It's a hard time to be in your 30's. A recent study showed people in that age group are poorer than their counterparts from 30 years ago - even as every other generation has seen their wealth grow.
At 33, Myya Beck is doing what she loves. Running her own fitness studio in Wellfleet, MA.
She works morning and night, six to seven days a week and still struggles just to get by.
She has little savings. "I have $40," she said with a nervous laugh.
The money's coming in. Where's it going?
"To my bills. College loans, a car payment, rent for my house," she said.
Beck's entire generation is facing this struggle, and economists believe part of the reason is because the traditional means of building wealth are disappearing.
Buying a home has been a historic source of wealth, but since 1990 there's been a significant drop in homeownership for people under age 39, according to the U.S. Census Bureau.
And then there's college debt, which has more than tripled in just the last 10 years, according to the Federal Reserve of NY/finaid.org.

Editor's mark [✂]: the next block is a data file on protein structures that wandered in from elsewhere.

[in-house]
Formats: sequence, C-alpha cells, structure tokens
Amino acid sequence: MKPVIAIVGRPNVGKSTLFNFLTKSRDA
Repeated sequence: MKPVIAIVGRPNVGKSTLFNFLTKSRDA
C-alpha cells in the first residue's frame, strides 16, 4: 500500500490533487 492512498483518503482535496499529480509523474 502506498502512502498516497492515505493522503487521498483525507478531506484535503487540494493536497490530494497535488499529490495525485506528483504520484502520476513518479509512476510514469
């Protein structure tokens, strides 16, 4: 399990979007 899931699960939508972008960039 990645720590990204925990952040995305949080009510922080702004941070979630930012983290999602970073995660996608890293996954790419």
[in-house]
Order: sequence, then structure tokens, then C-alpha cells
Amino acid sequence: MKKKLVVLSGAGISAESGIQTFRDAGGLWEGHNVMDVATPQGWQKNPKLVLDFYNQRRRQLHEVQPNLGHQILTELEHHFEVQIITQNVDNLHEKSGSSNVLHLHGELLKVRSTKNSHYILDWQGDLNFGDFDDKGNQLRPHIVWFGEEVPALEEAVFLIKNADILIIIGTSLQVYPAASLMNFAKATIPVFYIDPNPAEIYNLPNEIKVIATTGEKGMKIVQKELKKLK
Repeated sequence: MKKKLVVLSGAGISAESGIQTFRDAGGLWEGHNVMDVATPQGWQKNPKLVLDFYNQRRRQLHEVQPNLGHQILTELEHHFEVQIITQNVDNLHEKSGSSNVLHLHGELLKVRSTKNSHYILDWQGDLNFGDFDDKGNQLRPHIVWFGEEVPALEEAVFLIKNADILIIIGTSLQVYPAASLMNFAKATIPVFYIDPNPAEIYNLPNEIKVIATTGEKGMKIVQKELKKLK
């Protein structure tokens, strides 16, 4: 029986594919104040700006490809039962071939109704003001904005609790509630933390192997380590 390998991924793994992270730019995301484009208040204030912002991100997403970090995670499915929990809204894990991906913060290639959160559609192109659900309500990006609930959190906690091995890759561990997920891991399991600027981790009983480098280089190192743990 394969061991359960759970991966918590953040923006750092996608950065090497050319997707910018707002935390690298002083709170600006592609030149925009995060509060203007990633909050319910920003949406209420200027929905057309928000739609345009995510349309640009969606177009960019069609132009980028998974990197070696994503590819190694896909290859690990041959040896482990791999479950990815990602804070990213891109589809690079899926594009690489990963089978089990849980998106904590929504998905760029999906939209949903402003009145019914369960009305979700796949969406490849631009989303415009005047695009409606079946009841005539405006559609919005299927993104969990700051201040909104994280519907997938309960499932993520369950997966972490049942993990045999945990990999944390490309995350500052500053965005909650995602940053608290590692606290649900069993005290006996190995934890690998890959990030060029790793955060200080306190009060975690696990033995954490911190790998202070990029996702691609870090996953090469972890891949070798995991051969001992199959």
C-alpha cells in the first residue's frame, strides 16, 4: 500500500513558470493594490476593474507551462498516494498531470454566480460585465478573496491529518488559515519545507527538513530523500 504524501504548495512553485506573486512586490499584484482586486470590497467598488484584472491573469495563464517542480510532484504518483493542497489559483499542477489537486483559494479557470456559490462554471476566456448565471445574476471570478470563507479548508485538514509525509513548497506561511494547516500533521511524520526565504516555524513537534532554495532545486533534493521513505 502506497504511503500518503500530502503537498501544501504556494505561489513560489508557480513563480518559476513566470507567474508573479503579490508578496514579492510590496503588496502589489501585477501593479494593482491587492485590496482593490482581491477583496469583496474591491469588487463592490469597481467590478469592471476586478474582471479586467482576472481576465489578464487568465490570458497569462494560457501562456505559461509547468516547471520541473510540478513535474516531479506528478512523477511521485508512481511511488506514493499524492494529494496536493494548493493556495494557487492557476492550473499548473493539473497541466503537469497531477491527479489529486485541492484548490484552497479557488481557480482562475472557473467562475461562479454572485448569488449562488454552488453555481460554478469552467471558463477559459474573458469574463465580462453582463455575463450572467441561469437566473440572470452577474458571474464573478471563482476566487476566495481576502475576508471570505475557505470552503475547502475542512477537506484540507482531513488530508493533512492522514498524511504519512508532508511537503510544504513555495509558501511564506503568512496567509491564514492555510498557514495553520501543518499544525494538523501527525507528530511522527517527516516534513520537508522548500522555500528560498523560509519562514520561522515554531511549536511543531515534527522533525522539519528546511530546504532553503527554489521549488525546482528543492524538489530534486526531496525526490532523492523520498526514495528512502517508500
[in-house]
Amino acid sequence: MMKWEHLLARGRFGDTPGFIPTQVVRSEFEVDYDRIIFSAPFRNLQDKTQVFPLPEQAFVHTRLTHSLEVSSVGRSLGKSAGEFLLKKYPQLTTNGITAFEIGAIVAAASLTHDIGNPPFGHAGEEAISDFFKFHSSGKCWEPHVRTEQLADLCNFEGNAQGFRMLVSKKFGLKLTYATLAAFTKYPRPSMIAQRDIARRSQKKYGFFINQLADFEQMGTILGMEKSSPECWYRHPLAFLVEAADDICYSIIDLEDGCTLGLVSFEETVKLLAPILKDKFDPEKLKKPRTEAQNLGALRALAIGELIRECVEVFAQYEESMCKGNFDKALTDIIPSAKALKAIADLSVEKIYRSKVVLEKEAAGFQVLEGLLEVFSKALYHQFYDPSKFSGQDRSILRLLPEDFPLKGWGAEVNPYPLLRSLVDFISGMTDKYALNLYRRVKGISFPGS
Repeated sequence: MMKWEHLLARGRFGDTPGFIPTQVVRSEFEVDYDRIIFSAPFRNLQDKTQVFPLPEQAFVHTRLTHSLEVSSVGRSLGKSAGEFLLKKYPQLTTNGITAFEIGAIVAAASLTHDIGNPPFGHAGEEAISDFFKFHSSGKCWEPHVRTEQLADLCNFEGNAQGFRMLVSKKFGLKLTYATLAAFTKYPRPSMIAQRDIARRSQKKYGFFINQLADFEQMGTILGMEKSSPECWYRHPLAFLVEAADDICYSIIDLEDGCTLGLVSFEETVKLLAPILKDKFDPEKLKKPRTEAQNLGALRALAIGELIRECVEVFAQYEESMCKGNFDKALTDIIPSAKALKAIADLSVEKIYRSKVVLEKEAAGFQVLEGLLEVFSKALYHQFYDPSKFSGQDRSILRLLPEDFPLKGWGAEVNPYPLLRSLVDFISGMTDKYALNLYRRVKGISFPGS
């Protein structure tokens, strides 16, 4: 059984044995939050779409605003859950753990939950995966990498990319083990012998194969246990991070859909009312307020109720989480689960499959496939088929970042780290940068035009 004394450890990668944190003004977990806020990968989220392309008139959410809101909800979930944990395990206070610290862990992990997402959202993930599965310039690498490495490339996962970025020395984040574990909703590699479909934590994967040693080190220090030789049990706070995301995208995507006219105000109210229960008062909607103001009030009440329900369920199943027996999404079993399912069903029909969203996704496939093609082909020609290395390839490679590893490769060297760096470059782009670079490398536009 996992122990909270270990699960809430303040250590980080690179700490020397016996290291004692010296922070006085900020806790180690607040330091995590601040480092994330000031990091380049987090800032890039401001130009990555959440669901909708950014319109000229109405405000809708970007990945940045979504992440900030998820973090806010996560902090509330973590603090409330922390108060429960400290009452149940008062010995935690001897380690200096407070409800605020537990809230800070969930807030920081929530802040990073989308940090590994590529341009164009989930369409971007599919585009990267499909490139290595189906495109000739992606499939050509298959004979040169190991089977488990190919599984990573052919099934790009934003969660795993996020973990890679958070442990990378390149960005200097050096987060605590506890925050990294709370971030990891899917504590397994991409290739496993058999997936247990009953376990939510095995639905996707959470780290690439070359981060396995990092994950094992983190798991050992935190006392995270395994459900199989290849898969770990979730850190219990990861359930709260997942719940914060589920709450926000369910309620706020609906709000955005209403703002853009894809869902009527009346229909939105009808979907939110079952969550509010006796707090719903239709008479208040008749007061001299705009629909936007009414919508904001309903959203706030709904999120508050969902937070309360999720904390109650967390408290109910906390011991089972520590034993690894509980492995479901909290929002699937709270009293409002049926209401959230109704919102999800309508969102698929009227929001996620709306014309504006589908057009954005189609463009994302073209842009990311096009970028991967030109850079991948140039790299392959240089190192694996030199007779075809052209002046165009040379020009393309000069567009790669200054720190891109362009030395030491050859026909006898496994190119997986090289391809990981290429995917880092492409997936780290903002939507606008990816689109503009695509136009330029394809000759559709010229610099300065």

Beck still owes more than $15,000 for her college education.
"It's stressful, very stressful," she said. "It weighs on me as a person that I'm not doing something right, that I'm not doing enough."
And Beck just learned some really big news.
"Well, now we also have a baby on the way. I mean, this is everything that I've ever wanted. I've always wanted to own my own business. I've always wanted to be a mom and have a family most importantly, of my own, so I've gotten those things, but financially how do I do it?
Beck said the prospects of the future are scary.
"Yeah, it scares the living dickens out of me. My glass is always half full. I'm still day by day trying to something more. What else is there?"
She's just one of a generation that if things don't change, will be poorer than their parents, the first time that's happened in America since the Great Depression.
(CBS News reporter Terrell Brown reported this story.)
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